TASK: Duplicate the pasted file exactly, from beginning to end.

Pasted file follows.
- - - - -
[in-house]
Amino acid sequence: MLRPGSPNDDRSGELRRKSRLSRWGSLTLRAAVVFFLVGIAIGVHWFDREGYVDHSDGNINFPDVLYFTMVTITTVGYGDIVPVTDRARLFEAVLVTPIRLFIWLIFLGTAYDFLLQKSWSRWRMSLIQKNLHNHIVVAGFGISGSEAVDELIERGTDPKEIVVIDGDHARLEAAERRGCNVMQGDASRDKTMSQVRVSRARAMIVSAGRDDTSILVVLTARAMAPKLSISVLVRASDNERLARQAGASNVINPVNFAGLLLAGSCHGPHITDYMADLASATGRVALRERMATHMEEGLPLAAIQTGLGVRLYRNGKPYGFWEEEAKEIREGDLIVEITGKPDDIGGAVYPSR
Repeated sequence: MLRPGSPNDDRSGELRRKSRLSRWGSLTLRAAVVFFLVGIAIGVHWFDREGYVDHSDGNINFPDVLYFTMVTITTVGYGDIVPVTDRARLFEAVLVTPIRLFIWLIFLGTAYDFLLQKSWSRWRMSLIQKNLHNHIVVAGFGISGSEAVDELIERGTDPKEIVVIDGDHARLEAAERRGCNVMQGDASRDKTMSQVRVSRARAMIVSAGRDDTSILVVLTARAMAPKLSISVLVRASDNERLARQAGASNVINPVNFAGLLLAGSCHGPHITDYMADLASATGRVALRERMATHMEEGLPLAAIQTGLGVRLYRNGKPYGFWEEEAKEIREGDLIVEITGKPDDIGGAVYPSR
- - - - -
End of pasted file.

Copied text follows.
[in-house]
Amino acid sequence: MLRPGSPNDDRSGELRRKSRLSRWGSLTLRAAVVFFLVGIAIGVHWFDREGYVDHSDGNINFPDVLYFTMVTITTVGYGDIVPVTDRARLFEAVLVTPIRLFIWLIFLGTAYDFLLQKSWSRWRMSLIQKNLHNHIVVAGFGISGSEAVDELIERGTDPKEIVVIDGDHARLEAAERRGCNVMQGDASRDKTMSQVRVSRARAMIVSAGRDDTSILVVLTARAMAPKLSISVLVRASDNERLARQAGASNVINPVNFAGLLLAGSCHGPHITDYMADLASATGRVALRERMATHMEEGLPLAAIQTGLGVRLYRNGKPYGFWEEEAKEIREGDLIVEITGKPDDIGGAVYPSR
Repeated sequence: MLRPGSPNDDRSGELRRKSRLSRWGSLTLRAAVVFFLVGIAIGVHWFDREGYVDHSDGNINFPDVLYFTMVTITTVGYGDIVPVTDRARLFEAVLVTPIRLFIWLIFLGTAYDFLLQKSWSRWRMSLIQKNLHNHIVVAGFGISGSEAVDELIERGTDPKEIVVIDGDHARLEAAERRGCNVMQGDASRDKTMSQVRVSRARAMIVSAGRDDTSILVVLTARAMAPKLSISVLVRASDNERLARQAGASNVINPVNFAGLLLAGSCHGPHITDYMADLASATGRVALRERMATHMEEGLPLAAIQTGLGVRLYRNGKPYGFWEEEAKEIREGDLIVEITGKPDDIGGAVYPSR